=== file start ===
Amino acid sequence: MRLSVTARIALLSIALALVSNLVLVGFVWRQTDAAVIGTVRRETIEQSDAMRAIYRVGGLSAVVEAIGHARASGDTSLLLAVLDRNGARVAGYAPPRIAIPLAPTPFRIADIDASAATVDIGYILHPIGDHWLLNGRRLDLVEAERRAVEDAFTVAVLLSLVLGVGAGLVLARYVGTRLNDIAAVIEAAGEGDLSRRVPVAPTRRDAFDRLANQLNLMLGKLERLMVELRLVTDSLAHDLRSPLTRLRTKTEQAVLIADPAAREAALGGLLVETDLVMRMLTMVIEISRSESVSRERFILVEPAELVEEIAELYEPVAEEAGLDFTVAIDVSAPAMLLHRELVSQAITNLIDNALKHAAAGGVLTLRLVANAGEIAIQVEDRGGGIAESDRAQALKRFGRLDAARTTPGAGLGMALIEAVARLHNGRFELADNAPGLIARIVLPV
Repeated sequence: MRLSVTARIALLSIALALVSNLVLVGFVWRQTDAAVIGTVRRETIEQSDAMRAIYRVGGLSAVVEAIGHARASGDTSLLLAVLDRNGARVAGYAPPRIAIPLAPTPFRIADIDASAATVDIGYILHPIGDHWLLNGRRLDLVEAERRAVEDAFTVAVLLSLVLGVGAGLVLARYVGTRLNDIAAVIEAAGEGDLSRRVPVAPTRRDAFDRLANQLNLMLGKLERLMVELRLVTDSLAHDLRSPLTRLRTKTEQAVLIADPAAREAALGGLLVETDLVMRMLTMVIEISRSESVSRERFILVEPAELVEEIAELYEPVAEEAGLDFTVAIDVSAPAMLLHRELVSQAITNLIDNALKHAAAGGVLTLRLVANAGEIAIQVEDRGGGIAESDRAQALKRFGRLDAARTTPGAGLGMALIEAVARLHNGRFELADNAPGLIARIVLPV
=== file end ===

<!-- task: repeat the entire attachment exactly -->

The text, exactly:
Amino acid sequence: MRLSVTARIALLSIALALVSNLVLVGFVWRQTDAAVIGTVRRETIEQSDAMRAIYRVGGLSAVVEAIGHARASGDTSLLLAVLDRNGARVAGYAPPRIAIPLAPTPFRIADIDASAATVDIGYILHPIGDHWLLNGRRLDLVEAERRAVEDAFTVAVLLSLVLGVGAGLVLARYVGTRLNDIAAVIEAAGEGDLSRRVPVAPTRRDAFDRLANQLNLMLGKLERLMVELRLVTDSLAHDLRSPLTRLRTKTEQAVLIADPAAREAALGGLLVETDLVMRMLTMVIEISRSESVSRERFILVEPAELVEEIAELYEPVAEEAGLDFTVAIDVSAPAMLLHRELVSQAITNLIDNALKHAAAGGVLTLRLVANAGEIAIQVEDRGGGIAESDRAQALKRFGRLDAARTTPGAGLGMALIEAVARLHNGRFELADNAPGLIARIVLPV
Repeated sequence: MRLSVTARIALLSIALALVSNLVLVGFVWRQTDAAVIGTVRRETIEQSDAMRAIYRVGGLSAVVEAIGHARASGDTSLLLAVLDRNGARVAGYAPPRIAIPLAPTPFRIADIDASAATVDIGYILHPIGDHWLLNGRRLDLVEAERRAVEDAFTVAVLLSLVLGVGAGLVLARYVGTRLNDIAAVIEAAGEGDLSRRVPVAPTRRDAFDRLANQLNLMLGKLERLMVELRLVTDSLAHDLRSPLTRLRTKTEQAVLIADPAAREAALGGLLVETDLVMRMLTMVIEISRSESVSRERFILVEPAELVEEIAELYEPVAEEAGLDFTVAIDVSAPAMLLHRELVSQAITNLIDNALKHAAAGGVLTLRLVANAGEIAIQVEDRGGGIAESDRAQALKRFGRLDAARTTPGAGLGMALIEAVARLHNGRFELADNAPGLIARIVLPV